I don't have to worry about sea level rise, I won't be here; my daughter (adopted) is a crack addict at 26 & in jail. Sea level rise, sinkholes (from fracking?), water pollution into the Biscayne aquifier (from deep wells such as FPLs Turkey Point polluting ones) and dying coral (discharge waste over the yrs)will be something for my daughter to worry about....and then there is her 4.5 yr.old son.
The world is becoming a smaller, more polluted (dirty diapers in parking lots) more dense (think MRSA/Polio/SARS & many more due to international travel & lack of immunizations). The next war won't be one of nuclear bombs I thinking, it will be a war over water rights and ability to have clean water to drink. Yes, urine can be recycled, but poop? I don't think so.

Peachy Pie said...

I once heard someone say that you can judge a civilization by what it does with it's sewage. Given the fact that methods are available to purify sewage,and reclaim the water, I'd give the County a D- for the method that is used here.
To do it right a site has to be designated away from the ocean and possible tidal surge. Aquatic plants or enzymes are used to clean sewage without chemicals. These methods are actually being used successfully in some progressive locations.
Politicians don't address the consequences of unlimited development. Even those who claim to be "green". The more people move here, the more liquid filth will be pumped into the ocean. The amount may be over 500 million gallons per day.
Put that in your pipe and smoke it!

Peachy Pie said...

Thanks, Claudia, for your observations. Dirty diapers in parking lots!!!
How monstrously disgusting!!! People who are that gross really shouldn't be breeding.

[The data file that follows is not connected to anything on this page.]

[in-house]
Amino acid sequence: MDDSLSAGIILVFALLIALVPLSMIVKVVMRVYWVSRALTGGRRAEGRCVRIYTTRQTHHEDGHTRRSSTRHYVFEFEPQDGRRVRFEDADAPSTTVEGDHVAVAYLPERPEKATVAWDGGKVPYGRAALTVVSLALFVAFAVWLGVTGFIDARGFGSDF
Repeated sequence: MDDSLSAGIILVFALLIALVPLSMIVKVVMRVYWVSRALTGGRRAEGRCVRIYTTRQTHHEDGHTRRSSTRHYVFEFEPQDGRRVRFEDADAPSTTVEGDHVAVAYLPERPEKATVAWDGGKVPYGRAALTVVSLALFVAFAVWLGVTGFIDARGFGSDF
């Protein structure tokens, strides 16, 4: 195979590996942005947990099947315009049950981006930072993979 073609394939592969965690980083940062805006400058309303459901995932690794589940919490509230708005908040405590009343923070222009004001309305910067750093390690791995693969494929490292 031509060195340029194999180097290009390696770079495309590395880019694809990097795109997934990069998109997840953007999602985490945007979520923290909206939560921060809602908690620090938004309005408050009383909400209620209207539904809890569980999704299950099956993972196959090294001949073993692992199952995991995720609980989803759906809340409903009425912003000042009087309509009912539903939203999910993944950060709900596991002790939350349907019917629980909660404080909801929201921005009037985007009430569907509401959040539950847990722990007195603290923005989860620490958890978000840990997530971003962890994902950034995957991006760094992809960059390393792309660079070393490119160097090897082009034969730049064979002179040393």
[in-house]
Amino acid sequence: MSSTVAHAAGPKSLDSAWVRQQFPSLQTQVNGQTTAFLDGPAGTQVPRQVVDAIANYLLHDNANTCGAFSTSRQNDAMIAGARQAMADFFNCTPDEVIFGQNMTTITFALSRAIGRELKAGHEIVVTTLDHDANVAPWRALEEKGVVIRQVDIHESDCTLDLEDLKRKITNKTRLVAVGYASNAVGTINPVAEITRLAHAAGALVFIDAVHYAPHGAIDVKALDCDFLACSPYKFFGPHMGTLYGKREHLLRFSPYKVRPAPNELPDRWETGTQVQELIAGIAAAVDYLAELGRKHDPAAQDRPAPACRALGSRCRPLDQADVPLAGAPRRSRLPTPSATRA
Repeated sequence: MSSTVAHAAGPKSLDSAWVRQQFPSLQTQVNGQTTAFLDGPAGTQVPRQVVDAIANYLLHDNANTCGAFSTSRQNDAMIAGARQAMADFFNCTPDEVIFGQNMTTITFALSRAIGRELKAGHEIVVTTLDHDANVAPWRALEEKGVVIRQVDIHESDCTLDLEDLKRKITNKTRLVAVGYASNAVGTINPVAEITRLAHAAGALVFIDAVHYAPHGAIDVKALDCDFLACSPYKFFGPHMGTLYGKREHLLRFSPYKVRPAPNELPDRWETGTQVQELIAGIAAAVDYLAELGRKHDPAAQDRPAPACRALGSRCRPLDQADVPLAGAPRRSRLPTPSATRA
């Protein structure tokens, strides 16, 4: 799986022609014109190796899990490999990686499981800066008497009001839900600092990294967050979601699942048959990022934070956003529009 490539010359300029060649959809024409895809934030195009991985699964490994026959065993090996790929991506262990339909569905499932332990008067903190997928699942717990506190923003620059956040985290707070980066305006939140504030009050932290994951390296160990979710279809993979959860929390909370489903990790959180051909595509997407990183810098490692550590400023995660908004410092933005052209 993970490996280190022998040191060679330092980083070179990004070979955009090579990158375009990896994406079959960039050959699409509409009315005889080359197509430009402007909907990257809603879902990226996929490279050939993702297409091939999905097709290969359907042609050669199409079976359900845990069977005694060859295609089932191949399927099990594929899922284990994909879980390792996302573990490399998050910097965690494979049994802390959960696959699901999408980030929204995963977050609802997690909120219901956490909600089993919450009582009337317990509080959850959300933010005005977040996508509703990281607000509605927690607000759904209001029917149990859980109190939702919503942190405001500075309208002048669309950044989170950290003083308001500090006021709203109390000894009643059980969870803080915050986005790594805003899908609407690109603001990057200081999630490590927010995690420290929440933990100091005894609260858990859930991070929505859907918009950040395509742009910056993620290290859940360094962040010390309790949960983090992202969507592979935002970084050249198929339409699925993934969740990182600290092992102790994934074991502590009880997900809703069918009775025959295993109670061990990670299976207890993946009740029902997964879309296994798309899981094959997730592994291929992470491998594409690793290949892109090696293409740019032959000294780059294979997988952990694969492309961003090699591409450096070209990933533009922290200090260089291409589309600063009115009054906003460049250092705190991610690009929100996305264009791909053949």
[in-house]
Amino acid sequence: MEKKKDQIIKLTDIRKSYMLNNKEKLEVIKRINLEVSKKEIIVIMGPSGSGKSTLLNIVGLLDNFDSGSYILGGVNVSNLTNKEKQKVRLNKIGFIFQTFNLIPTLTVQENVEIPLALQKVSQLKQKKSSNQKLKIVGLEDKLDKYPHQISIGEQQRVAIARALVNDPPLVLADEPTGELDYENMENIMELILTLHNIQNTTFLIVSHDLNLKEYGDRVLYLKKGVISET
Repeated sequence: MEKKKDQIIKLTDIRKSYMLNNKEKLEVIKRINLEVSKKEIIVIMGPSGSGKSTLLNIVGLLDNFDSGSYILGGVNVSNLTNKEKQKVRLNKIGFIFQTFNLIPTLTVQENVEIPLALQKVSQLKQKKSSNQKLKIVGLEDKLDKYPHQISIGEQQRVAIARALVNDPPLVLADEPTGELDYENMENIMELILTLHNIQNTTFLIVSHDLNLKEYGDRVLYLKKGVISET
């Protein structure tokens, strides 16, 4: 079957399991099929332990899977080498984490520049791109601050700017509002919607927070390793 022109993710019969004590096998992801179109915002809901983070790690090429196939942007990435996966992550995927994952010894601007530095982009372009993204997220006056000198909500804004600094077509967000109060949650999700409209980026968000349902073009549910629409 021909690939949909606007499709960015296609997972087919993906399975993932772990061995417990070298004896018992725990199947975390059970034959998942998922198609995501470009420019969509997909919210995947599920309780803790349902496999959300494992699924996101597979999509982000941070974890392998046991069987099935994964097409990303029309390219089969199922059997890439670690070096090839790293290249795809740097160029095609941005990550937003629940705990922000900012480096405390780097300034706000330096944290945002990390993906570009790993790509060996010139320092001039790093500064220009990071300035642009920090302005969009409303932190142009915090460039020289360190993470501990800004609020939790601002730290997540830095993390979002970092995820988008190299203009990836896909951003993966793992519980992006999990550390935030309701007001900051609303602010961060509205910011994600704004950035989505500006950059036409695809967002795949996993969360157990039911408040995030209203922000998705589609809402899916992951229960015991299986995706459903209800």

This raises another topic. What happens to all the gazillion disposable, NON BIODEGRADABLE diapers? Back in the day, they were 100% cotton and washable.Same thing for senior citizens using adult diapers. This is a growing problem as more people age.
Bloggers, how about an article on this phenomenon?

Kendall USA said...

I am particularly disgusted by the diapers thrown in the parking lots.... I swear I bought so many bags to throw diapers into (and then away) when my kids were young that I still have a supply in the garage from 30 years... And the diaper liners.... remember those? It was lightweight soft paper that went inside cloth diapers so you could easily dispose of the poop by putting it in sealed bags.

I don't let my animals poo in your yard, so why do you leave your child poopy diaper in the parking space or (super disgusting) in the shopping cart. People are nastier than pigs. At least pigs can be potty trained.

Peachy Pie said...

The distasteful subject of millions of filthy, non-biodegradable baby and adult diapers going into garbage dumps like Mt.Trashmore and stinky garbage hills covered with sod along side the Florida State Turnpike may seem off topic, but it really isn't. All of this excrement is leaching out into the environment, just as excrement will leach out of deep injection wells. It would be better if the diapers were made from an organic, biodegradable substance, and then burnt at one of the trash incinerator sites. Anyone have a better idea?
As for the human vermin who throw soiled diapers into parking lots and shopping carts, they deserve to be shamed! Take pictures of them and send to the media, people. There should also be misdemeanor charges with fines, and how about community service, like picking up dirty diapers in parking lots!